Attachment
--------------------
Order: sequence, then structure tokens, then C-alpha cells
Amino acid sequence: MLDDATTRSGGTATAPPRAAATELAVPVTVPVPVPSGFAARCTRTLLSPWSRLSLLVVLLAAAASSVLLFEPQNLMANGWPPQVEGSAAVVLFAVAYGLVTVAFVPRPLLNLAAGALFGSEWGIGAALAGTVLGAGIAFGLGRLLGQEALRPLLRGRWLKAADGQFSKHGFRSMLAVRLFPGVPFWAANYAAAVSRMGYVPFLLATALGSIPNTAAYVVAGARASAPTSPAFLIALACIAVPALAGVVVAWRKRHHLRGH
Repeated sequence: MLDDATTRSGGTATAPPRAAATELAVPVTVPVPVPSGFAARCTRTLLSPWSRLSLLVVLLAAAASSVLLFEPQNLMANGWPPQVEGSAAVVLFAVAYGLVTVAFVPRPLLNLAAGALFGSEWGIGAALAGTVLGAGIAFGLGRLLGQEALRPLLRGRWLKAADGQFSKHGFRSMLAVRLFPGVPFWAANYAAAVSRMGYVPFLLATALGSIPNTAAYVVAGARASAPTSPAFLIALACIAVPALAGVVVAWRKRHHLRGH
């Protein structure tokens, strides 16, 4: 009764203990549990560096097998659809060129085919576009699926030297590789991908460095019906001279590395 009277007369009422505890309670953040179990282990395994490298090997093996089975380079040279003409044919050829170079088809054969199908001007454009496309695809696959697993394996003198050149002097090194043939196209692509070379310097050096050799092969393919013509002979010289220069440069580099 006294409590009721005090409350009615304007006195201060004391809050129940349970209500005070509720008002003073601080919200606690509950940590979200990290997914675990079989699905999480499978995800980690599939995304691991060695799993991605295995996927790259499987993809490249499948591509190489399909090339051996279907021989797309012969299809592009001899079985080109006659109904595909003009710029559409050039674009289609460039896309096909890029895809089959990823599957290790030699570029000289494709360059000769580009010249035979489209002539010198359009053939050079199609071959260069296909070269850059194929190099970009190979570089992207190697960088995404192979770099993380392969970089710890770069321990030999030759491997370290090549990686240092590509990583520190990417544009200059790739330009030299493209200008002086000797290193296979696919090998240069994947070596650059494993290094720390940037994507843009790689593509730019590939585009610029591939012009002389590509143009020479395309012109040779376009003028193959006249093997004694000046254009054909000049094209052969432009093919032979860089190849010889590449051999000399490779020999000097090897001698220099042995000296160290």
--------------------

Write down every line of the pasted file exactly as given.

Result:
Order: sequence, then structure tokens, then C-alpha cells
Amino acid sequence: MLDDATTRSGGTATAPPRAAATELAVPVTVPVPVPSGFAARCTRTLLSPWSRLSLLVVLLAAAASSVLLFEPQNLMANGWPPQVEGSAAVVLFAVAYGLVTVAFVPRPLLNLAAGALFGSEWGIGAALAGTVLGAGIAFGLGRLLGQEALRPLLRGRWLKAADGQFSKHGFRSMLAVRLFPGVPFWAANYAAAVSRMGYVPFLLATALGSIPNTAAYVVAGARASAPTSPAFLIALACIAVPALAGVVVAWRKRHHLRGH
Repeated sequence: MLDDATTRSGGTATAPPRAAATELAVPVTVPVPVPSGFAARCTRTLLSPWSRLSLLVVLLAAAASSVLLFEPQNLMANGWPPQVEGSAAVVLFAVAYGLVTVAFVPRPLLNLAAGALFGSEWGIGAALAGTVLGAGIAFGLGRLLGQEALRPLLRGRWLKAADGQFSKHGFRSMLAVRLFPGVPFWAANYAAAVSRMGYVPFLLATALGSIPNTAAYVVAGARASAPTSPAFLIALACIAVPALAGVVVAWRKRHHLRGH
């Protein structure tokens, strides 16, 4: 009764203990549990560096097998659809060129085919576009699926030297590789991908460095019906001279590395 009277007369009422505890309670953040179990282990395994490298090997093996089975380079040279003409044919050829170079088809054969199908001007454009496309695809696959697993394996003198050149002097090194043939196209692509070379310097050096050799092969393919013509002979010289220069440069580099 006294409590009721005090409350009615304007006195201060004391809050129940349970209500005070509720008002003073601080919200606690509950940590979200990290997914675990079989699905999480499978995800980690599939995304691991060695799993991605295995996927790259499987993809490249499948591509190489399909090339051996279907021989797309012969299809592009001899079985080109006659109904595909003009710029559409050039674009289609460039896309096909890029895809089959990823599957290790030699570029000289494709360059000769580009010249035979489209002539010198359009053939050079199609071959260069296909070269850059194929190099970009190979570089992207190697960088995404192979770099993380392969970089710890770069321990030999030759491997370290090549990686240092590509990583520190990417544009200059790739330009030299493209200008002086000797290193296979696919090998240069994947070596650059494993290094720390940037994507843009790689593509730019590939585009610029591939012009002389590509143009020479395309012109040779376009003028193959006249093997004694000046254009054909000049094209052969432009093919032979860089190849010889590449051999000399490779020999000097090897001698220099042995000296160290």